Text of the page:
•  The dish, Cag Kebab, is prepared by twice grilling marinated lamb. Mezzes—usually a salad, a dish of peppers, ezme, and pickels—are regularly served alongside meals at no cost. Although possible this custom is uncommon in more touristic locations.

  • Ayran is the drink of choice with a meal.  It is watered-down yoghurt served with a pinch of salt and packaged in plastic containers.  Ayran is as ubiquitous as water and can be found everywhere you can imagine. We split an ayran between the two of us. Many kabab restaurants make their own, which I found to be quite impressive given that most people in the states would balk at the idea of fermenting their own milk.  I wonder if the Kurds drink Ayran more than the rest of Turkey since their diet is more heavily based on milk products - food for thought?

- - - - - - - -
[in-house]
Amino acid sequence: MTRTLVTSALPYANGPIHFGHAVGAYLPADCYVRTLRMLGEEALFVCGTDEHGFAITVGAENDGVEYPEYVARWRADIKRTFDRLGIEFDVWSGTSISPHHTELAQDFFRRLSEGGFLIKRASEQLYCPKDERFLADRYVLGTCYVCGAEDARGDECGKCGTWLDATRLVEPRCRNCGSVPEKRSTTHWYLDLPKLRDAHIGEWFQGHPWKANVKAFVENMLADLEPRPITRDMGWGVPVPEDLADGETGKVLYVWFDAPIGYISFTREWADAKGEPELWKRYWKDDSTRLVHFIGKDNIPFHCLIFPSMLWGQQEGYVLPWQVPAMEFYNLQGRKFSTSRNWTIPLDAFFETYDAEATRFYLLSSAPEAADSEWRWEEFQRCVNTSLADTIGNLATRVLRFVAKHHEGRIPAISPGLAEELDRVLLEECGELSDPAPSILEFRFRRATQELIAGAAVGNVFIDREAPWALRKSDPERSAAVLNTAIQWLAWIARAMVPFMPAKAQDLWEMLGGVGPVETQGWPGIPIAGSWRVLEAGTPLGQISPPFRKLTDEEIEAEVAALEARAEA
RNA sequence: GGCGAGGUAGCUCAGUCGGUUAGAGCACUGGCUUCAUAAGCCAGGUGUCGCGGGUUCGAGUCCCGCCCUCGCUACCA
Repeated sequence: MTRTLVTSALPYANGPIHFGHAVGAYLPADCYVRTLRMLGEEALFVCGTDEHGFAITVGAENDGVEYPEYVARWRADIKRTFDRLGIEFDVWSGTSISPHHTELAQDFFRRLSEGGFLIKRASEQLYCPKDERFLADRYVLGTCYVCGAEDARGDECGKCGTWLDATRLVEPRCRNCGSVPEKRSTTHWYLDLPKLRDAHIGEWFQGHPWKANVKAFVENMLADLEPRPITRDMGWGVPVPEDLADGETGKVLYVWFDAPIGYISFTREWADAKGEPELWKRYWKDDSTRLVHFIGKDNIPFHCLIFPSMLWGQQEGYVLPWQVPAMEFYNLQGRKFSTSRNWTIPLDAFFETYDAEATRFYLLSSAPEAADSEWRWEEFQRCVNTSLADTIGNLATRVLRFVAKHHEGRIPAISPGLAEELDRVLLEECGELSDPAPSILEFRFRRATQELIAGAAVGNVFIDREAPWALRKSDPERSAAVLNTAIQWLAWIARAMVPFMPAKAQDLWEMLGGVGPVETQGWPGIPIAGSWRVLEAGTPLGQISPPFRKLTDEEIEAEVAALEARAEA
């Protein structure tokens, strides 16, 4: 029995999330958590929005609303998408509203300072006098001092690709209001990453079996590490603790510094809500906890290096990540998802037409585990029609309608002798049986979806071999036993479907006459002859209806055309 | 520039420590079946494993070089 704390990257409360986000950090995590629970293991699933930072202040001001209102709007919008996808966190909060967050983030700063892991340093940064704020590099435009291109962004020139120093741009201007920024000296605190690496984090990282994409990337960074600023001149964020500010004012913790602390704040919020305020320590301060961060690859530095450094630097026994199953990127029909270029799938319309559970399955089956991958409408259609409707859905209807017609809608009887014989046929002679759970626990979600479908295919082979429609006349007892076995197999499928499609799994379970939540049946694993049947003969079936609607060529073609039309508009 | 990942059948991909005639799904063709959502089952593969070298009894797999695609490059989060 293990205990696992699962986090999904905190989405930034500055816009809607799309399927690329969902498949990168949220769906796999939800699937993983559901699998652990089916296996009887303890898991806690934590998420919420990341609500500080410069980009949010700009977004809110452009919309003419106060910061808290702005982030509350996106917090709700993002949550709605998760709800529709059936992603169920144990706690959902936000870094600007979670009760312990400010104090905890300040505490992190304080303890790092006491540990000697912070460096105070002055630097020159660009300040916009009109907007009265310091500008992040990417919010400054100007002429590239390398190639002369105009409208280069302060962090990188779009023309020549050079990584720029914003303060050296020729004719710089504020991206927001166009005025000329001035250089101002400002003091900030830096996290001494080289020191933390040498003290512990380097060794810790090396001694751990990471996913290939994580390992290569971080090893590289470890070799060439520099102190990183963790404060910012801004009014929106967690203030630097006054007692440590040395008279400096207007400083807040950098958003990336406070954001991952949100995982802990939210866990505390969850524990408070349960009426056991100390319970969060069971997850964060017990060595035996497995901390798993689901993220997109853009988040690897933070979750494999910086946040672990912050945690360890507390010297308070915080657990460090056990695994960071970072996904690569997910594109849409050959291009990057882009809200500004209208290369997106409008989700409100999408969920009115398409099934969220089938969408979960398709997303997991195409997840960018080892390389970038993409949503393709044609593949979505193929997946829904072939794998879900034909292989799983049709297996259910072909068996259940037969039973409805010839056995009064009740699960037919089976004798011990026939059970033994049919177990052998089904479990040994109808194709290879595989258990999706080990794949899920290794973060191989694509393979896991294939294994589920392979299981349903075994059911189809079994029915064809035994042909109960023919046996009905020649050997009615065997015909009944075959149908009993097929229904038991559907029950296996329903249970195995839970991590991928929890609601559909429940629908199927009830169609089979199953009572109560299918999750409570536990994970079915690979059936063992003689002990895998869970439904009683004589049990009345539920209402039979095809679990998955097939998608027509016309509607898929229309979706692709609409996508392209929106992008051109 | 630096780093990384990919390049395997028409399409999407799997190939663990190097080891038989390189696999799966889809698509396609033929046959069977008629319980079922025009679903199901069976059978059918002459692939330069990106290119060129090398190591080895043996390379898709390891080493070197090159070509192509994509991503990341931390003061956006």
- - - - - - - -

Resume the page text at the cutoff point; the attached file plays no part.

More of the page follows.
• Another unique food found in southeast Turkey is known as şalgam, a salty bright red concoction of fermented black (or purple, or red) carrots served up best with some added pepper juice. This unsweetened beverage, which we sampled from a branded bottle, is typically homemade and garnished with carrots much the same way a bloody marry is with celery.

  • On our last night we sat down at another kabab joint that, like all the others, specialize in just one type of preparation. We sat down and our hosts ordered a couple portions of Çiğercisi, fried liver kebab. This regional specialty typically only found in Diyarbakır was served alongside both cooked and raw onions, tomatoes, peppers, parsley, lemon, and a special type of Armenian bread known as Lavash.

Kurdish Kahvalti (Breakfast)